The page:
Body Image – Tips for the Teens you Know

Body image is how you see your body, and your thoughts, feelings and judgments about what you see. Body image changes over time depending on what is happening around you. Things that affect body image include what you think your body should look like; changes during puberty; comments made by other people and your self esteem.

Being happy with your body can be challenging these days. Unrealistically thin and muscular bodies are being promoted as the “ideal” and at the same time there are constant reminders about the risks of being overweight. They are told not to go on a diet; but there are so many mixed nutrition messages. That leaves many young people asking the questions: “How can I be happy with my body? How can I find a balanced, healthy approach to pursuing a healthy body?”

Here are some solutions. Encourage teens to shift away from a weight-centered and dieting approach. Instead, focus on a lifestyle of eating and physical activity for health and energy.

Remember that cultural ideals of beauty and desirability have existed throughout time but are not based on what is healthy. For example, in China foot binding was practiced on young girls until it was banned in 1911. Small feet were seen as desirable and beautiful. This caused many women a lot of pain, just as trying to be thin or muscular does in our society today.

Have patience with your body during puberty and don’t compare yourself to others. Everyone develops differently and at different times. Some people will grow “up” and then “out” and some people will grow “out, and then up”. It is normal to feel a little too chubby or too tall during puberty. Your body will adjust to the way that it is supposed to look.

Look at family snap shots of people in your family at your age. People vary in terms of size, height, and shape – a large part of this is due to genetics. By looking at family photos you can see sizes and shapes that are common in your family. It is likely that you have inherited some of the same genes. Keep in mind though, your family’s eating and physical activity habits also affect their body shapes.

Physical activity should be a natural habit for everyone. It is something everyone needs to do for health, just like brushing teeth. One of the main reasons people put on too much weight is because they are not active enough. It does not mean that you have to be a jock. Build physical activity into your leisure/fun time. Go for a walk with a friend or join a club that interests you. For a copy of Canada’s Physical Activity Guide for Youth go to www.phac-aspc.gc.ca/guide/.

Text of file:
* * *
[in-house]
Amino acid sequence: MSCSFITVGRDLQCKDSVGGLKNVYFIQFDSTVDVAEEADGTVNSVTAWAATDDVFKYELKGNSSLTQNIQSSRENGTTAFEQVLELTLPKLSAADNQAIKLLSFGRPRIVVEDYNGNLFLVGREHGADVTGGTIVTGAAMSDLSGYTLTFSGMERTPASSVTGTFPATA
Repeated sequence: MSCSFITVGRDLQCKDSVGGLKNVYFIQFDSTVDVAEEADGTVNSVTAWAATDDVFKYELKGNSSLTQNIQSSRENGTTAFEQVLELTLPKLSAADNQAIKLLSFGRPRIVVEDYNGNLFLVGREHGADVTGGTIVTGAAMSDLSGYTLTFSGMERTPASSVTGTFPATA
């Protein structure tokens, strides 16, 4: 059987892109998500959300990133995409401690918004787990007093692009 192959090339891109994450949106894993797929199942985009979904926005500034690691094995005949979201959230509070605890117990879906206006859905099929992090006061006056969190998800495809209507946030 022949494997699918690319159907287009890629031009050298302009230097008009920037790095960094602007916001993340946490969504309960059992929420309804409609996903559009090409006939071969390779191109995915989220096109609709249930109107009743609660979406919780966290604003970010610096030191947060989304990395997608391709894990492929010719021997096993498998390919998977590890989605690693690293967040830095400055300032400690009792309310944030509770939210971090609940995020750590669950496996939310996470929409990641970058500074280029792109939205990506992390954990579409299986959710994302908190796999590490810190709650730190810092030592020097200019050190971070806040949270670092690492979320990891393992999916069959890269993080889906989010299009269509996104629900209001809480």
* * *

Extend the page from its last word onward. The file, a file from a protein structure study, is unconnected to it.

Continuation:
Listening to your body and not some diet plan is the key to growing into a healthy body weight. People who eat breakfast tend to be a healthier body weight than breakfast skippers. Eating regularly helps your body tell you if you are hungry or full. Listen to those cues.

Teen years can be a time of fast foods and junk foods. The good thing is that your energy needs are very high due to growth. It is okay to eat high fat/high calorie foods once in a while but make sure that most of what you eat is on the healthy side. Choose low fat foods most often and eat 5 to 10 servings of vegetables and fruit each day. Use Canada’s Food Guide as a tool.

WRITTEN BY THE PUBLIC HEALTH NUTRITIONISTS OF SASKATCHEWAN

References:

Cummings, S.R., et al., “Consequences of Foot Binding Among Older Women in Bejing, China”, American Journal of Public Health, Vol. 87 (10), October 1997, pp. 1677 – 1679.

Georgina Binks,”Dying to be Pretty”, CBC News Viewpoints, December 31, 2004,www.cbc.ca/news/viewpoint/vp_binks/20041231.html.

‘Help! Is This My Body?’ – Teen’s Health,www.kidshealth.org/teen/your_body/beautiful/help_body.html.

“Body Image and Self-Esteem” – Teen’s Health,www.kidshealth.org/teen/your_mind/body_image/body_image.html.